But I have a soft spot for A.I. and when I first saw him in a Nuggets uniform before his first game against the Kings, it finally hit me that the trade really happened. There would be no more seeing him cup his hand to his ear to beckon the folks who rode up I-76 to the Wachovia Center to get a little louder ... No more seeing him supporting local teams by wearing an Eagles jersey during a national interview with Stephen A. Smith on ESPN ... No more A.I. to A.I. alley-oops.

Philadelphia fans will miss him but ultimately wish him luck, just like we did when Charles Barkley played in the Finals with the Suns, Reggie White played in the Super Bowl with the Packers and Curt Schilling played in the World Series with the Red Sox. One of these days the superstar will stay and win that championship for Philly, right?

6. Rhymes with "packs veal"

Rashard Lewis, get to know Jason Maxiell. In fact, the whole league might as well pay attention because the time for a formal introduction to the Pistons' big body is right now. After the Seattle's loss to Detroit on Tuesday, Lewis was at a loss for words after the anonymous Maxiell dominated the green and gold for 17 points and 12 rebounds.

"Max ... Mac ... Maxwell, whatever his name is, he outrebounded our whole team," Lewis said. "Every time I turned around, he was coming out of nowhere. I don't think we put a body on him all night."

The second-year forward with shoulders as wide a refrigerator has performed whenever given the opportunity as he has averaged 12.5 points and 6.5 rebounds in the four games that he has seen 20 minutes or more of PT.

7. Year of the Yao

From 13.5 points per game as a rookie, to nearly double that (26.8 per) in his fifth season, Yao's progression to the game's most dominate center has included obstacles that his peers never faced. When he came to the country at age 21 he couldn't even speak the language, let alone understand complex titles for plays run on the court. Now he has gone for 30-plus points in five out of the last seven games and has opposing defenses scratching their heads trying to comprehend a way to stop him and his "Shang-Hai Shake." With the learning curve behind him, expect Yao to now be the one doing the teaching.

8. All-Star musings

Vince Carter must have liked the Iverson to Denver trade. As A.I. heads to the Mile High City, he takes with him his 595,200 All-Star votes to the Western Conference race. Based on the first returns from the ballots, now Carter gets bumped up to a starter for the East and Iverson falls to third in the West behind Kobe (720,375) and Tracy McGrady (668,130).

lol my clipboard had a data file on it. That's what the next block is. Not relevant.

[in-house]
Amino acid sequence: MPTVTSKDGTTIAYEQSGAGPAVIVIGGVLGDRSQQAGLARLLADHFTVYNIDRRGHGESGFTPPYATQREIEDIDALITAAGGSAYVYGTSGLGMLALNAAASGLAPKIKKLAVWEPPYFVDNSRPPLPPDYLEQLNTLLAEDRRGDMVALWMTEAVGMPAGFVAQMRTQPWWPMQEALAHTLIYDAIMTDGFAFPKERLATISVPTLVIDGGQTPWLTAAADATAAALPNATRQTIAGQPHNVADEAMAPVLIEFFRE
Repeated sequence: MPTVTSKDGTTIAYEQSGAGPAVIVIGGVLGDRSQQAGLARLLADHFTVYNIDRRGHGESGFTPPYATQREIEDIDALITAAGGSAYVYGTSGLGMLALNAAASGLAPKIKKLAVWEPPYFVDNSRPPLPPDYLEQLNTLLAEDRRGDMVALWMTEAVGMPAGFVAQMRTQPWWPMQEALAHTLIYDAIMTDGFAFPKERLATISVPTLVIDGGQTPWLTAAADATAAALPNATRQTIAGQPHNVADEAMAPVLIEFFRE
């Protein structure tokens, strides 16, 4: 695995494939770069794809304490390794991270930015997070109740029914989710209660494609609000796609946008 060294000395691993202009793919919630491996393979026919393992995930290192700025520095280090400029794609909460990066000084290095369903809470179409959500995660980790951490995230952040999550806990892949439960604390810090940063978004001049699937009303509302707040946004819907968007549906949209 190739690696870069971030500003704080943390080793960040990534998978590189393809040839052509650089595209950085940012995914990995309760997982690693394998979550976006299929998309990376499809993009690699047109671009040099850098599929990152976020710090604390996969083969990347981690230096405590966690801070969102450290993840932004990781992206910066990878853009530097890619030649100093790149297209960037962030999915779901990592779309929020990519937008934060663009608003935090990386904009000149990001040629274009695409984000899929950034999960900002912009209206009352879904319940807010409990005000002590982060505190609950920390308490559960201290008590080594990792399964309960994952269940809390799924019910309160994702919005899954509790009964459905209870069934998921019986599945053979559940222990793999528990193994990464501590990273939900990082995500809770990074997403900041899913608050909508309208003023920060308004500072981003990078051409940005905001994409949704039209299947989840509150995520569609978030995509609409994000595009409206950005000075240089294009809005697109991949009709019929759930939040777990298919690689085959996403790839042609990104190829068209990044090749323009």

Another note of interest from the first returns is that Shaq leads Dwight Howard by over 100,000 votes while Diesel has only played four games to Howard's 28. Jim in Oakland writes, "Howard is better than Shaq, and anybody who follows the NBA knows that. Shaq was a great player, but he's older and not as good now, and he'll most likely be injured anyways."

Hearing Shaq "was" great hurts almost as bad as hearing Iverson "was" a Sixer. Times, they are a changin'.

9. What's up with the Clippers?

The Clippers are in the midst of a six-game losing streak and sit at the bottom of the Pacific Division with a 10-15 record. What gives? Last season they had a franchise record for wins in L.A. and I was writing about their resurgence and balanced team make-up, now they are 27th in the league in point differential with a -3.88 mark. Maybe the toll of playing the longest basketball season of his life is catching up to Elton Brand. The former Dukie followed a career-best regular season with a deep playoff run and a tour of duty on the US National team. Brand's scoring has dipped from 24.7 last year to 19.0 a night this season. It's hard to blame a team's leading scorer and most consistent force for not being quite as awesome though. This is a tough one. We'll keep an eye on them.

10. Nash double-doubles

The double-double is a big man's stat. They get their 10 points or more down low, and when they're not scoring in the paint they're grabbing misses (either from their teammates or their own errant attempts) and tallying boards on the stat sheet. The top three double-double men so far this season are Carlos Boozer, Kevin Garnett and Dwight Howard with 20 apiece. But, guess who is in fourth with 18? The guy who doubled up on MVP trophies the last two seasons. Steve Nash has 10 double-dips in the last 11 games.

Have a question or comment for The McTen or care to share what you learned this week? Get at me.